Yes! Almost the same styles– the pants and the jackets– except for the dresses. It’s pretty much unisex. That’s a direction we want to go. The last few collections were very conceptual. It will always be conceptual no matter what…but somehow maybe it’s more accessible. In the end that’s what we want — to reach to people. We want people to have it. We were holding back for the last years because we were focusing more on art shows and those kinds of things.

On the reviews were often surprised that your clothes were so wearable, but always pleased that you kept your conceptual approach.

That’s been the hardest thing! We like to offer the collection to sell, but also like to push it conceptually and to reach further in terms of creativity and technology and construction. We always have this struggle to balance it.

Are you still using the 3d process?

Yes, we’re actually focusing on using it more in accessories and that’s very exciting. Again, it’s a balance. It’s just about finding balance and growing. And branching out in a good way! Not selling out. Just growing.

Where do you want to take the business, your threeASFOUR in the future?

We see a much larger wholesale business. We’ve reached a point where we have nailed down our base and we have a large number of classics that are very signature. We feel that this is the time to expand this.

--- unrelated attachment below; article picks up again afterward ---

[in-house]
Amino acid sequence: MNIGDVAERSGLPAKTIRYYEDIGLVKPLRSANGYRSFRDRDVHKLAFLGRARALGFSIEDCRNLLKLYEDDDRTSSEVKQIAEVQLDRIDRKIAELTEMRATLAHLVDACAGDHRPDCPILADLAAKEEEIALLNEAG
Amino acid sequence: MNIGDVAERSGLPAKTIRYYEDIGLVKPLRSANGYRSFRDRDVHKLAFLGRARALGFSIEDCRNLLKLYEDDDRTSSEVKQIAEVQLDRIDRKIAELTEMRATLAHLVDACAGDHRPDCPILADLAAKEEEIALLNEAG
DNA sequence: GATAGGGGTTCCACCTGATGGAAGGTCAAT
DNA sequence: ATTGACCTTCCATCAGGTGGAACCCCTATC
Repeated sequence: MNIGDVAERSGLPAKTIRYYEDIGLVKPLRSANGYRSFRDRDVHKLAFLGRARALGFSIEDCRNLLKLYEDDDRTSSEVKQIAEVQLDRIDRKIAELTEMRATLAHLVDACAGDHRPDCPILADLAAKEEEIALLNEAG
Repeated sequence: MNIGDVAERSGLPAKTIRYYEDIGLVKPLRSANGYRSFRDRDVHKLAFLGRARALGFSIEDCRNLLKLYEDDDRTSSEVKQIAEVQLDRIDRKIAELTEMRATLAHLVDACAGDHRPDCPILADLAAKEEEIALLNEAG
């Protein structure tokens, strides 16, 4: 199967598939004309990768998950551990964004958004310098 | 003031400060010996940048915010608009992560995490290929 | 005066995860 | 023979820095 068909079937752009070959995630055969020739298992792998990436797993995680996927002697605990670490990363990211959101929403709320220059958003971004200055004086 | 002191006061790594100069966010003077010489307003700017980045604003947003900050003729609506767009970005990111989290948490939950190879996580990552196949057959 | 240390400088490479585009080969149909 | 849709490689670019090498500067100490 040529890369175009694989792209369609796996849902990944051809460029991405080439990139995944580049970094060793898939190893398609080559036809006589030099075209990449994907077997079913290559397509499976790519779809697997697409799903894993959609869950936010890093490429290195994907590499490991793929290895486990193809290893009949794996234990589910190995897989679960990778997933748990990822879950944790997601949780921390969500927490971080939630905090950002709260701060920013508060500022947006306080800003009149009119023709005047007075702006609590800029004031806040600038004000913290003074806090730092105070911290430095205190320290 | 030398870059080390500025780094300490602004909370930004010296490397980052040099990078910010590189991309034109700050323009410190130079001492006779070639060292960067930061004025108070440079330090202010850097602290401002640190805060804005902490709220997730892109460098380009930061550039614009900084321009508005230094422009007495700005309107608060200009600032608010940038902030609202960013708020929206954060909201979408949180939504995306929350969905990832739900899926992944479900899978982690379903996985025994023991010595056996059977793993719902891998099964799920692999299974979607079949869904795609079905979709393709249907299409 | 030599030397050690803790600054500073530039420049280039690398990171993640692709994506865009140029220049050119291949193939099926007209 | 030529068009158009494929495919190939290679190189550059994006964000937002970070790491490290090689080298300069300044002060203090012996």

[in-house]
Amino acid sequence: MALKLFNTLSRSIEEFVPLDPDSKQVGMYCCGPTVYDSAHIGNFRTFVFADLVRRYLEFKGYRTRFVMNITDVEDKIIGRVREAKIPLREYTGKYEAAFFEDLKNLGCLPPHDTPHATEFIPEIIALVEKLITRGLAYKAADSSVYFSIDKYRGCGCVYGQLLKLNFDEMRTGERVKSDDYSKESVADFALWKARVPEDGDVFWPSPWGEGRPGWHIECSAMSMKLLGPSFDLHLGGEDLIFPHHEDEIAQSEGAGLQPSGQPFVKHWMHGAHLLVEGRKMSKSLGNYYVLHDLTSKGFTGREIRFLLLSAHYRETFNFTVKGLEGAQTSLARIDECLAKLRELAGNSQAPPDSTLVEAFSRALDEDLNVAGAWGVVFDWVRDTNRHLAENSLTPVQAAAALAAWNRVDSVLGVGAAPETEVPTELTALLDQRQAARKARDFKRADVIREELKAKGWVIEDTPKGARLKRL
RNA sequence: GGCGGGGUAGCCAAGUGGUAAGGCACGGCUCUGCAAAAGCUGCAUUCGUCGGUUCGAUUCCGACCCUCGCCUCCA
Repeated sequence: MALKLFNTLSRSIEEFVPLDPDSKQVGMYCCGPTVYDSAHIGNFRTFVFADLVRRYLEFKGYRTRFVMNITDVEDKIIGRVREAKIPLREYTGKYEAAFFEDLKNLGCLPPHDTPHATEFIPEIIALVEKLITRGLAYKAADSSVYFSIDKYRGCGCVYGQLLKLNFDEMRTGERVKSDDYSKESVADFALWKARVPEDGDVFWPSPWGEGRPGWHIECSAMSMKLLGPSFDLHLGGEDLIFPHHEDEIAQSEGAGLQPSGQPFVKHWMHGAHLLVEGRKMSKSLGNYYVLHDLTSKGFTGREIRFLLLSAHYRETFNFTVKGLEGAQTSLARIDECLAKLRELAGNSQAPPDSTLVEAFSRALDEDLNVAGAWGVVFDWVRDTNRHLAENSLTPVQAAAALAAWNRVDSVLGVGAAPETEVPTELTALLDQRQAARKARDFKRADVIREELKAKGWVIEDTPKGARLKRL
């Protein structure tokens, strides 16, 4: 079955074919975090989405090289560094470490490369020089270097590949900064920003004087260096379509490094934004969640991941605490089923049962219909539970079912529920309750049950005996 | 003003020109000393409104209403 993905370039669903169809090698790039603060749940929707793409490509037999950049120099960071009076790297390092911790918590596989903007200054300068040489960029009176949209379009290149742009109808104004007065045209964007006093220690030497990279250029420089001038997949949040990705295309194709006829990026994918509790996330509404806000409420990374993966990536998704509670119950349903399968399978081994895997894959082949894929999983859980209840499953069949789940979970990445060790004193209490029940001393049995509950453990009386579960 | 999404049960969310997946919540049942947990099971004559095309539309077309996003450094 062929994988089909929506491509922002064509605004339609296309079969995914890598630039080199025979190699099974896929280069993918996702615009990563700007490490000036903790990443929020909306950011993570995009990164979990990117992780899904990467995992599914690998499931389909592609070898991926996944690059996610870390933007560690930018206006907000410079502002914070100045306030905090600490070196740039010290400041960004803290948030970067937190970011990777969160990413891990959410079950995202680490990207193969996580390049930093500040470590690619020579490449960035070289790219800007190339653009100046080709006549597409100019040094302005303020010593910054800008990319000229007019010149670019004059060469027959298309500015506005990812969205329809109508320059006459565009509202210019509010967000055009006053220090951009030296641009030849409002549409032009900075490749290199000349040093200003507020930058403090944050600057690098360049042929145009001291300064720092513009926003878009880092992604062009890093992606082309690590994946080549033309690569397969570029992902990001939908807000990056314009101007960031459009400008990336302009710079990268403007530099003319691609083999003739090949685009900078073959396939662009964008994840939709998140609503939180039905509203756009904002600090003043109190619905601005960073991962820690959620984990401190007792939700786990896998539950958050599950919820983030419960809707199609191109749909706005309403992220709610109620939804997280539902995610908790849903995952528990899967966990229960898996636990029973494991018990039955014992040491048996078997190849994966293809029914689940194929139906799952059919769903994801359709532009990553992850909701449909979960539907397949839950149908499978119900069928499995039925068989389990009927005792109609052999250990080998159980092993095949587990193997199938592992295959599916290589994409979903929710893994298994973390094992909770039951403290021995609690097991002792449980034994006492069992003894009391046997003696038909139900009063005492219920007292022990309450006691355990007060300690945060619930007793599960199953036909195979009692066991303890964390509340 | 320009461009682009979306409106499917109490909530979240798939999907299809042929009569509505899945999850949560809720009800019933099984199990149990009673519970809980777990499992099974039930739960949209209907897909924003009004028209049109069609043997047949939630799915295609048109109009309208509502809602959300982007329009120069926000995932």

To have this Brand that is available worldwide. So far we’ve been highly conceptual on the runway. Off the runway most buyers, to be honest with you, are too scared to come to the show. It is conservative out there! Without those buyers there’s obviously not [a way for] our pieces to get published.

We’ve made the decision to turn certain things down. Not doing a show makes things easier because when you do a show you need the show pieces. You need to entertain. It’s not just having a strict ‘look number one and two.’ It’s a different thing. We are show people and we need to inspire! Now we are focusing on purely showing the clothes as what they are, so people are able to see them and notice their wearability. A lot of times people just didn’t see that. ‘Oh those are the very super creative people, the artists. It’s more Art than Fashion.’ Which is completely wrong!

They’ve pigeonholed you?

In Paris–it’s very normal. Shows are very strong. If we would do what we do in Europe, it’s no problem! But, here they don’t.

It also comes down to reality. If you don’t sell, you don’t make any money. How do you survive in New York City…living a dream…and keeping up a business? Businesswise you need to sell to be able to afford to do anything. In the end, what is the ultimate goal? It is that our beautiful pieces are available to the people.

You have an online commerce component. Is that something you are more interested in?